Windows VPN Keep Alive

miqrogroove
2011-10-10T13:16:24+00:00
Batch file properties window.

Batch Shortcut

I enjoy the one-click facility for connecting to my VPN in Windows XP.  It gets the job done, but I sometimes struggle with the famous dead connection bug.  This is a very common problem in Windows that causes the VPN to become unresponsive after two to five minutes of inactivity, even though the status still says “Connected.”

I created a one-click solution for both connecting and maintaining a VPN.  Setting it up is simple.  It involves just these steps, which I will explain below:

  1. Set the VPN “idle time before hanging up” period to “5 minutes” instead of “never.”  This forces Windows to properly reflect any disconnection.
  2. Create a new batch file, which I have provided below.
  3. Edit the batch file to match the name and address of your connection.
  4. Create a desktop shortcut to the batch file.
  5. Edit the shortcut properties so that the batch automatically runs minimized with a nice icon.

My Intranet.bat

@echo off

rem Check if already connected
ping 192.168.3.1 -n 1 -w 500 > nul && goto Notice

:Attempt
rasdial "My Intranet" || goto Failed
echo %date% %time%

:Notice
echo Leave this window open for keep-alive service.

:Loop
ping 127.0.0.1 -n 30 > nul
ping 192.168.3.1 -n 1 -w 500 && goto Loop
ping 192.168.3.1 -n 1 -w 500 && goto Loop
echo Connection died %date% %time%
rasdial "My Intranet" /disconnect
goto Attempt

:Failed
echo Connection failed %date% %time%
pause

Details

In the batch file above, there are two things that must be edited.  The phrase “My Intranet” shows up in two places, and it must be edited to match the name of your VPN connection.  Additionally, the IP address 192.168.3.1 appears three times and must be edited to match the VPN segment gateway address.  This address can be found in the Details tab of the VPN status window when connected.  It is labeled “Server IP address.”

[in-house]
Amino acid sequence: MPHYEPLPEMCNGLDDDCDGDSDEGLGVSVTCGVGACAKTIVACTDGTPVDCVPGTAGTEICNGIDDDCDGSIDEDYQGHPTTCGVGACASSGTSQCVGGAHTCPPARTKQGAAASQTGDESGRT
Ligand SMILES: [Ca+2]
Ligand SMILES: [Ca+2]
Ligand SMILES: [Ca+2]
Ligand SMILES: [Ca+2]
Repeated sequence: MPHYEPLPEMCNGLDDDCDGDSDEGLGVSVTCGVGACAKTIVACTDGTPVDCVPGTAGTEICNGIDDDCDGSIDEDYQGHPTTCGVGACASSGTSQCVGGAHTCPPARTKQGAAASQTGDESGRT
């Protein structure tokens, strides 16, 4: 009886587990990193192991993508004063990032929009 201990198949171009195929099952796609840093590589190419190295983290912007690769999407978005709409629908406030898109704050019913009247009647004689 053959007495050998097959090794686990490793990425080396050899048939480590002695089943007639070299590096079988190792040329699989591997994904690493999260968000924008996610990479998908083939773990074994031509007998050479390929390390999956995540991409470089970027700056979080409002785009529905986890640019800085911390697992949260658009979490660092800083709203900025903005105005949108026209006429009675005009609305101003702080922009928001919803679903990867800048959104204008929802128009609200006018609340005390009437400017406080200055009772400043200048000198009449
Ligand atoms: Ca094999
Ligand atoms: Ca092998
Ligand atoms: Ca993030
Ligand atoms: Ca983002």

The desktop shortcut is created simply by holding down the Alt key while dragging the batch file to the desktop.  The default name is displayed as “Shortcut to My Intranet.bat” and it can be renamed safely to “My Intranet”.  The shortcut name does not have to match the connection name.  Right-click the shortcut to see its properties.  That is where you may select a nice icon and change the Run property from “Normal window” to “Minimized.”

To manually disconnect the VPN, first close the running batch window, then click Disconnect on the VPN icon.

Note this solution does not solve the problem of the Offline Files system disconnecting frequently from remote servers.  I will follow up with a new article when I figure out how to make that part behave better.

Getting Fancy

If you wish to further customize the batch file, take note of the following parameters:  “30” is the keep-alive interval in seconds.  “500” is the ping timeout in milliseconds.  The latter is used twice to allow for a single packet to be lost before assuming the link has died.

Last year, I wrote about how to easily create a split tunnel VPN to speed up non-intranet traffic while staying connected to your servers.  What I didn’t elaborate on in that article is that sometimes I find myself at a non-encrypted hot spot wanting to log in to a non-encrypted website.  In that situation, I want to take full advantage of my VPN encryption so that my traffic isn’t being broadcast in the clear, no matter how slowly it runs.  To give myself that flexibility, I simply keep two different VPN icons in the network connections panel.  One of them is a split tunnel connection with customized TCP/IP settings, and the other uses the default settings and the same server.  I’ve created two separate batch files now so that I can click on one icon or the other to get the desired connection and an automatic keep-alive signal.  When I’m wired, I click on my split tunnel.  When I’m wireless, I click on my remote gateway.  Problems solved! 🙂

1 Nov 2011

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Systems Engineering

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